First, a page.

We live in fast-moving times of economic inflation and technological changes. As Canada’s largest city, Toronto feels the heat of this transformation with its people navigating through the rapid pace of life that defines big cities.
To help us make sense of all this, it’s good to look at the trends currently affecting us, whether it’s the latest fashion craze or more serious behavioural issues. That way, we can stay informed, adapt to new realities in our dynamic urban environment.
With that in mind, let’s check out five Toronto trends that are affecting the way we live in 2023.
Fashion is getting eclectic
Toronto’s fashion scene is gearing up for an eclectic mix of trends in 2023. “Mix-and-match appears to be a central theme when it comes to what people are wearing, with many choosing to combine knitwear from the likes of Pella wool with colorful accessories like hats and boots.
Trend experts believe upcycling and individual expression are driving forces behind this trend, which also includes ‘avant-garde’ fashion: a trend which encourages inventive and unusual styles.
90s rave wear is now the cool retro trend, with garments such as oversized cargos making a comeback. The renaissance of the rave scene is to thank for this, as well as the greater trend of 90s retro which we’re seeing all over the world.
Fashion often reflects the character of a city, and the creative styles of 2023 are a definite sign of Toronto’s love of the unusual.
Betting behavior may be problematic
Recent research from iGaming Ontario found that Torontonians are at record betting levels after staking over $11 billion in online casinos in the second quarter of 2023 alone. The figure is over five times that of the amount placed on sports bets.
While this is a boon to local iGaming businesses, it points to an underlying threat of problem gambling which, according to experts, goes together with a spike in betting activity.
The trend perhaps isn’t helped by the wide variety casino offers available to us these days. Even doing something that doesn’t initially cost us money, like taking up an offer from an Ontario online casino with no deposit bonuses, could potentially lead to us depositing and losing a lot of money if we’re not careful.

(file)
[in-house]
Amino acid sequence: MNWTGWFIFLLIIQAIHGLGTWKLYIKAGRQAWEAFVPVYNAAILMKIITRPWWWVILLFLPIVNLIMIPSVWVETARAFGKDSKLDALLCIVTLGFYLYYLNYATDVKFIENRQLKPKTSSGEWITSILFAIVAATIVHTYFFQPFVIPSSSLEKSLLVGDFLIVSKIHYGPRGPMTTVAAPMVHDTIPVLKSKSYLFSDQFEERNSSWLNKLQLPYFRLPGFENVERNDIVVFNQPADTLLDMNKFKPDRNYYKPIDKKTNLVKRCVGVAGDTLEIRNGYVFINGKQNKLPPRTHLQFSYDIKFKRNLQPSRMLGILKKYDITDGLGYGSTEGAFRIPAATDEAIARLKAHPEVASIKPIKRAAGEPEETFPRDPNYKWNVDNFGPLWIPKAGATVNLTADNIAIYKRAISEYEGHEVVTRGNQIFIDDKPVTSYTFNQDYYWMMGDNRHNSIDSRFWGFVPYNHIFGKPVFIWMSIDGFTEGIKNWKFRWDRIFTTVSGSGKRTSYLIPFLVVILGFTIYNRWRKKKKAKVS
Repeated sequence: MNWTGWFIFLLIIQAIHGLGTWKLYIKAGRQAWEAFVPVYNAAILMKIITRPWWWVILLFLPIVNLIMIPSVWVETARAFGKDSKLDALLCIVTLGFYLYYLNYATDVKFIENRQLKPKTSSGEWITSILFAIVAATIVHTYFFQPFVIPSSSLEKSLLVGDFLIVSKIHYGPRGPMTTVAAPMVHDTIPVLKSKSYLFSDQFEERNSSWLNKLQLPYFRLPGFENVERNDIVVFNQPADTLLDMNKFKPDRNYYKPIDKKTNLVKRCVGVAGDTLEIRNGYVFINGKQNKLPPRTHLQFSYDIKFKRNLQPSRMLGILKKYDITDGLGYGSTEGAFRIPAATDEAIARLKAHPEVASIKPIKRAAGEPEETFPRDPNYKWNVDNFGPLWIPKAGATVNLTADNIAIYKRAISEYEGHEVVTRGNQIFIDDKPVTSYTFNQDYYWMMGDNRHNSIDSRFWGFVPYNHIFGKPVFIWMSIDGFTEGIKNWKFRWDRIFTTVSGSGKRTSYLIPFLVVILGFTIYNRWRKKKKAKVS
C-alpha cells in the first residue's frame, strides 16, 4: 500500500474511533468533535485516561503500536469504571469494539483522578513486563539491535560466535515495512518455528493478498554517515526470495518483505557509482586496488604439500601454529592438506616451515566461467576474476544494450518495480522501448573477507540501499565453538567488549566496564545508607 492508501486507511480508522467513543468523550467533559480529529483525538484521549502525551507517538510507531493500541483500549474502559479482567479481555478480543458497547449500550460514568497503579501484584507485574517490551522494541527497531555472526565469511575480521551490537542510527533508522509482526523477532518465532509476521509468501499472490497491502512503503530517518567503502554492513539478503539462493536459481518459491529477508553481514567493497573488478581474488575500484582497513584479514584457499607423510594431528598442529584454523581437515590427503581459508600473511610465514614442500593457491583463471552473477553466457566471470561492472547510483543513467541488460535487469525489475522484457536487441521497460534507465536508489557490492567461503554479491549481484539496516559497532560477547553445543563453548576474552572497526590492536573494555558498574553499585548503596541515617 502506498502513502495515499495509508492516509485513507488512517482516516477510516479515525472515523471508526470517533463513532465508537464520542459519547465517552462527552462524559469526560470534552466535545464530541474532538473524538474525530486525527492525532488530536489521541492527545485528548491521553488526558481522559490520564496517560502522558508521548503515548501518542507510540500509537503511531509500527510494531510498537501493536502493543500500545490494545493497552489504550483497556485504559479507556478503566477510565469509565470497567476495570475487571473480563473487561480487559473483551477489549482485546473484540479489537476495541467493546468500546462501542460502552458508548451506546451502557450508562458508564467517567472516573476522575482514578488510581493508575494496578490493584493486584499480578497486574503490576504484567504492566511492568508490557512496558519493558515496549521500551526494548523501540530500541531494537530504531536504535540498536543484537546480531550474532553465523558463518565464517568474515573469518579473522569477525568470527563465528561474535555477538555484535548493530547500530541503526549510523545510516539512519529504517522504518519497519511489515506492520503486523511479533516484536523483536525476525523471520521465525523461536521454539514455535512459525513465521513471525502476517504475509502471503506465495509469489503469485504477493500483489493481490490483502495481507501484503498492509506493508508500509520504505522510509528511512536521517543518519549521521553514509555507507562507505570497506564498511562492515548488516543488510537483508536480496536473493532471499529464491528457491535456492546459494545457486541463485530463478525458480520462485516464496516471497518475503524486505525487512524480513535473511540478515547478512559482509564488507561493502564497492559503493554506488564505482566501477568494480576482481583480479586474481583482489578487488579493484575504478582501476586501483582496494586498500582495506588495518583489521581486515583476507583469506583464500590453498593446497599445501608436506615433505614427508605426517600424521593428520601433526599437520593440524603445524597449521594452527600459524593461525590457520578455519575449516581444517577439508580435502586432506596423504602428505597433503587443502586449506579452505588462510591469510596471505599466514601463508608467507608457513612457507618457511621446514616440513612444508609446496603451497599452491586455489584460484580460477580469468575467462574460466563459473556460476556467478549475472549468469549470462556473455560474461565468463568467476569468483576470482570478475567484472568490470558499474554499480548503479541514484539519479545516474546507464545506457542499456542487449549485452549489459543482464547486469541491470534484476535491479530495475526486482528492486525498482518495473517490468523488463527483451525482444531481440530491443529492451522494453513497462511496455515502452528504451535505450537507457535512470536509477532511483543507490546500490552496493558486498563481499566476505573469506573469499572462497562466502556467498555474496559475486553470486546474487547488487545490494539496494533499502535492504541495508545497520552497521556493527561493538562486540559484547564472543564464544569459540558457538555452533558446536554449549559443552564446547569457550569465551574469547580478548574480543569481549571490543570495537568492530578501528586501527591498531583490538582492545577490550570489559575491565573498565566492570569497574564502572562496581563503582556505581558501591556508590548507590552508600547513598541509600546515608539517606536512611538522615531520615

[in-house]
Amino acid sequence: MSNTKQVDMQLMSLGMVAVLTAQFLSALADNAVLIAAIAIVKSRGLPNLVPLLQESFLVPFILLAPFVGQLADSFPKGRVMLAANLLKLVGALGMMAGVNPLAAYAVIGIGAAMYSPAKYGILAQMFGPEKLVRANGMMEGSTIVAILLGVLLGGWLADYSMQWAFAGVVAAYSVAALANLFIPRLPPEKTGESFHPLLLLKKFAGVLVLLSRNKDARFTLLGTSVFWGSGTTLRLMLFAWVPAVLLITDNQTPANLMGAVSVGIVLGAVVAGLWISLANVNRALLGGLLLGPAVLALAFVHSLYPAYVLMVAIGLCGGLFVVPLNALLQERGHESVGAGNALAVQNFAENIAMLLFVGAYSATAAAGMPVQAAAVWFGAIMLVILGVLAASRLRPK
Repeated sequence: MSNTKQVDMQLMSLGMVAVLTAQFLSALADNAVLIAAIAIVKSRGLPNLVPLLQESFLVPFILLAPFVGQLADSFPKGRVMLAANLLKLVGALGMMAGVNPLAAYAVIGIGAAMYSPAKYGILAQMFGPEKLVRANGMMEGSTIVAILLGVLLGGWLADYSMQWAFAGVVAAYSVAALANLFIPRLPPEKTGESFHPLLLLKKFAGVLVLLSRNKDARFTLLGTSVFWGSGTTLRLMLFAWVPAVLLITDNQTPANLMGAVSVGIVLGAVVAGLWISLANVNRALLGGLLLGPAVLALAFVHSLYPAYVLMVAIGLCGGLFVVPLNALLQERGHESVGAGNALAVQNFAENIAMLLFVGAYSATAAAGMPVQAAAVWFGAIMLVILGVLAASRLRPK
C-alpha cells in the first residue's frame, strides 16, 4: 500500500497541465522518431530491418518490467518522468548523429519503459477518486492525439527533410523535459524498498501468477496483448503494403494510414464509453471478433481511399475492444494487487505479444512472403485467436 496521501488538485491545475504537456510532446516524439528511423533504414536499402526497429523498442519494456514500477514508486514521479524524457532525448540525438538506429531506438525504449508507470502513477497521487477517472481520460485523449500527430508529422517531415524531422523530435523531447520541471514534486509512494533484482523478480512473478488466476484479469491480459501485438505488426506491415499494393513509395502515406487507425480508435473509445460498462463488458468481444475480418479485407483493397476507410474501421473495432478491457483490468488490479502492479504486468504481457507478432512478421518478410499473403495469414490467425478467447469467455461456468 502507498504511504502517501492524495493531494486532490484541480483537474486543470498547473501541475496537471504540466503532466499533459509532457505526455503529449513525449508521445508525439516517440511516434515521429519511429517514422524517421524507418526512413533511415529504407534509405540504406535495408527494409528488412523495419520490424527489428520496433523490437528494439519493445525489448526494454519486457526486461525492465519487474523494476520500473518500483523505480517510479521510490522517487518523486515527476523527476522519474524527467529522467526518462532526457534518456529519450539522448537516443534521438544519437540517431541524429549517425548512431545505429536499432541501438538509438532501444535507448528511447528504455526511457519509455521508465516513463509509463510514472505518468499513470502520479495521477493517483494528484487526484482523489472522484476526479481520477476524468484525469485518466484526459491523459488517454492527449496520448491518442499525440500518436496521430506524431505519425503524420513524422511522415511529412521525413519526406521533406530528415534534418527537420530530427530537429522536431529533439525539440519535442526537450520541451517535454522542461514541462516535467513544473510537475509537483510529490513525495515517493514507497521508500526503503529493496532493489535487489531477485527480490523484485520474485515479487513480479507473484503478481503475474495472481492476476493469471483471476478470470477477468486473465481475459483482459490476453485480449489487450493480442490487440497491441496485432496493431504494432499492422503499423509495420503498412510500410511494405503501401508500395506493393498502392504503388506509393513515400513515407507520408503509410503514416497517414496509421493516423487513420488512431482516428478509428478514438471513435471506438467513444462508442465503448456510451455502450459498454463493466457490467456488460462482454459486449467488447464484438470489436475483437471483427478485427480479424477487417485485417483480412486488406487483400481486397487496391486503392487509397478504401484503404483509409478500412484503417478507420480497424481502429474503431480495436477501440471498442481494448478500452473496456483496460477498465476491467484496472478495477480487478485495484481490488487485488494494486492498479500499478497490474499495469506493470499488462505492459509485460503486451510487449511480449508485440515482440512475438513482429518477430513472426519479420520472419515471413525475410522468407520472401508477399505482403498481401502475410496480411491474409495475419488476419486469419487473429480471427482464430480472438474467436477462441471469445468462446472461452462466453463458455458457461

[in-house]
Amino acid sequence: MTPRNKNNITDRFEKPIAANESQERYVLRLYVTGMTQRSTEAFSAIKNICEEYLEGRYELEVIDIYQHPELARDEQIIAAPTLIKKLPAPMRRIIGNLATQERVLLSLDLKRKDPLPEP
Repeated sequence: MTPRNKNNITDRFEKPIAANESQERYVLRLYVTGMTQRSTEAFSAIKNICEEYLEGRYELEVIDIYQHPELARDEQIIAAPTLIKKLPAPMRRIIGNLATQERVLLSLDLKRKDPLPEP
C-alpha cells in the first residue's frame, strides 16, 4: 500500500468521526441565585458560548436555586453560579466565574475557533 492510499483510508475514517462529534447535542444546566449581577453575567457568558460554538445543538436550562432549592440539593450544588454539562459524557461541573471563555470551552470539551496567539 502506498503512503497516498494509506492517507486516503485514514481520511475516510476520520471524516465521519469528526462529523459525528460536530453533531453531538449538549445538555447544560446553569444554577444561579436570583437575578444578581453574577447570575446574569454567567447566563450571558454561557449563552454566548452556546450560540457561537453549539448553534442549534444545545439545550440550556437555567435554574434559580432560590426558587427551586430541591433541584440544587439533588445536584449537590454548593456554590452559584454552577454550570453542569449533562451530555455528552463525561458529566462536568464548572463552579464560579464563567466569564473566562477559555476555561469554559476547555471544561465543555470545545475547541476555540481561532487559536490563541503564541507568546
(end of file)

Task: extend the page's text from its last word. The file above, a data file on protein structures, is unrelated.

House prices are cooling down
Fashion and betting in Toronto may be hotting up, but house prices are going the opposite way.
The real estate market is showing signs of cooling down as reflected in both monthly and year-over-year data from official sources. The Months of Inventory, a calculation that shows the rate of property sales in a region, more than doubled in July meaning it’s taking twice as long for Toronto real estate to sell. Low-rise housing prices, meanwhile, have decreased by 8%, according to statistics.
There could be several reasons for this. Some sellers are listing homes with high expectations but facing challenges in meeting those prices thanks to higher interest rates and market shifts.
Whether this trend will continue depends on supply-and-demand, but the reality is that Toronto real estate market is going through a tough spell.
Interior design is becoming greener and “more open”
Toronto is home to many thought leaders in interior design and the city hosts major events including the DesignTO Festival and Interior Design Show.
Design trends for 2023 include open floor plans, which continue to evolve to emphasize transparency and multi-functionality. Torontonians now favour spaces that flow seamlessly, incorporating natural light and allowing for flexible activities.
Unique combinations of flooring materials are also emerging, while creative storage solutions overcome the challenges of open layouts.
Neutrals and subdued pastels dominate interior colours, but bolder and warmer tones are also making a comeback. An urgent focus on the climate emergency has also led many people to integrate greenery and biophilic design to bring nature indoors, creating calming environments.
When it comes to fixtures and fittings, large sofas, sculptural LED lighting, and an emphasis on timber are notable design choices. Bathrooms are becoming spa-like retreats, and full-wall kitchen cabinetry offers both storage and a cool look.
Finally, heard of the Japandi style? Many Torontonians are embracing this trend, which combines Japanese and Scandinavian influences, and is adding a unique feel to many homes.
Travel is booming
Toronto residents are eagerly embracing travel following the pandemic. According to the Conference Board of Canada, Canadians this pent-up desire to travel led to 60% of the population planning to take overnight trips, preferably outside of Canada last winter. Short-haul sun destinations like the Caribbean, Mexico, and the U.S. are particularly popular, despite inflation and rising travel costs.
One notable characteristic of this trend has been “rebel spending” is on the rise, which is shorthand for consumers seeking positive experiences and possibly spending beyond their means. High-end, all-inclusive resorts are catering to indulgence while offering value, striking a balance between luxury and affordability.
Urban travel is also rebounding. Big cities, including “alpha cities” like New York, Bangkok, and Paris, are experiencing high demand from Canadians, indicating a return to cosmopolitan exploration.
Finally, it seems the pandemic also made Canadians realise what’s important in life. Many people are driven by travel connected to familial connections and nostalgia. Visiting friends and family remains a key motive, and as DNA testing gains popularity, “DNA tourism” is expected to continue growing.